A Timeline of Readings

The different time periods covered in Hum 10 show that the course aims to give students a wide view of how stories have evolved over time, helping them understand literature in a bigger historical context. The range of texts span from around 700 BCE to the 20th and 21st centuries, with a slight skew rightwards towards modern-day texts. Are these texts included to add new perspectives or to possibly challenge older ways of thinking about literature?

Figure 6: Number of texts assigned in Hum 10 by year of publication.

Author Demographics

Over time, Hum 10 has begun to include more texts written by non-Western authors, but the syllabus is still dominated by Western influences.

Figure 7: Distribution of assigned texts by Western and non-Western authors in Hum 10 from 2015–2023.

Hum 10 has also increased the presence of female authors among their selected readings, but male authors continue to dominate the selected texts. The below graph includes a third “ambiguous” category to account for mostly ancient literary pieces that do not have clear authors or origins.

Figure 8: Gender breakdown of assigned authors in Hum 10 from 2015–2023.

Caveats and Conclusion

While this analysis sheds light on the breadth of literary works included in Hum 10, certain challenges complicate our assessment. For example, the selection of texts might be influenced by the availability and personal interests of professors. This factor introduces subjectivity that could impact the observed distribution across different time periods. Complications further arise when establishing precise chronological placements for texts, especially with religious works that often lack clear authorship or have disputed origins. This ambiguity affects the accuracy of our categorization.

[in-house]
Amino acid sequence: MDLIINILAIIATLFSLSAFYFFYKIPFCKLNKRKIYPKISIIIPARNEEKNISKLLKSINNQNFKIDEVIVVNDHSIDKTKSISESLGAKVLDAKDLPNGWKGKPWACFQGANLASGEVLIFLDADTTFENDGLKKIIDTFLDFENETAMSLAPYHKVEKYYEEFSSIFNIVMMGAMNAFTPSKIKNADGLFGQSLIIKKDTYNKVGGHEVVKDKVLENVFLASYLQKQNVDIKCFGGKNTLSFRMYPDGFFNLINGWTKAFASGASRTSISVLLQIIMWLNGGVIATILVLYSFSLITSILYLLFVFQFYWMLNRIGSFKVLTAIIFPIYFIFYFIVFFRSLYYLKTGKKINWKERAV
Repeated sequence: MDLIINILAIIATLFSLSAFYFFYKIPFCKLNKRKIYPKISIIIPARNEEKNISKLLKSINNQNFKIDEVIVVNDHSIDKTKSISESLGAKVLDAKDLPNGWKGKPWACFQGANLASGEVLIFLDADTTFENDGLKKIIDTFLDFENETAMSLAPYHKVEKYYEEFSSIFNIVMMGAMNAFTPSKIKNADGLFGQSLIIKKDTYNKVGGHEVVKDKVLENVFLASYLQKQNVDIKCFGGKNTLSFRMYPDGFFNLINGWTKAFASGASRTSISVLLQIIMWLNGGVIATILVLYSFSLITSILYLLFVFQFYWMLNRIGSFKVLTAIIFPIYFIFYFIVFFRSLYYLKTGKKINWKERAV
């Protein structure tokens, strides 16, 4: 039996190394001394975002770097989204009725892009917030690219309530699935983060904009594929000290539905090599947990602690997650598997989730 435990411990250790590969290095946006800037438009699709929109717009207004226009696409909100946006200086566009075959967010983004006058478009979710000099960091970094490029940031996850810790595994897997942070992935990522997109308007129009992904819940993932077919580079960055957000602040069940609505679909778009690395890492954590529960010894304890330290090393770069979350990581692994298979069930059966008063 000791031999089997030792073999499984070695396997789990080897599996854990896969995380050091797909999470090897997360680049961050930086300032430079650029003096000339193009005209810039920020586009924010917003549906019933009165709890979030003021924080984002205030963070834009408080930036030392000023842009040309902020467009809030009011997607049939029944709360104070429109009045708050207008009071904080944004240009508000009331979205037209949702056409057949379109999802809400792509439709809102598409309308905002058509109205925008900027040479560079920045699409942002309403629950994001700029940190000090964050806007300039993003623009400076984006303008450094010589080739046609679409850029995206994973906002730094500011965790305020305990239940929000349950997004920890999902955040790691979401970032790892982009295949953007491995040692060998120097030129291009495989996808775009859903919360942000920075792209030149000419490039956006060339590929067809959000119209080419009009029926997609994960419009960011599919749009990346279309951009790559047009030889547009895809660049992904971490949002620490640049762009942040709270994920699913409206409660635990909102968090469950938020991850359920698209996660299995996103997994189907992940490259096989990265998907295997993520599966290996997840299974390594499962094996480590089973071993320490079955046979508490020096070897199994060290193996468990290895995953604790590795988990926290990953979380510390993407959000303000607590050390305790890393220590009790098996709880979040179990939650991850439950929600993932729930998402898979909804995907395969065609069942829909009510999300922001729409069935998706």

Attempting to assign singular genres or forms to texts becomes complex when works exhibit varied genre compositions or do not have a straightforward categorization. Additionally, the absence of quantitative data regarding the prominence or readership of texts during different times prevents a comprehensive analysis. Without quantifiable metrics, assessing the significance of various works becomes challenging.

Notably, there was a lack of women authors in ancient times. Thus, certain patterns may reflect the availability of texts in certain time periods. This disparity skews the representation within our analyzed timeline, impacting the perceived breadth and inclusivity of the course's offerings.

Of course, it’s important to keep in mind that developing skills to analyze intertextuality is a key goal of Hum 10: highlighting similarities between texts and drawing from comparable literary canons could very well be an intentional choice to aid students as they learn to draw meaningful connections between texts. Furthermore, Hum 10 does not explicitly claim to be a comprehensive overview of the greatest pieces of literature in history, and is further constrained by the interests of available professors. With this in mind, perhaps complaints regarding Hum 10’s syllabus diversity could be remedied with small changes to its description to more accurately represent the works selected.

Our dataset with data, analysis, and visualizations can be found here.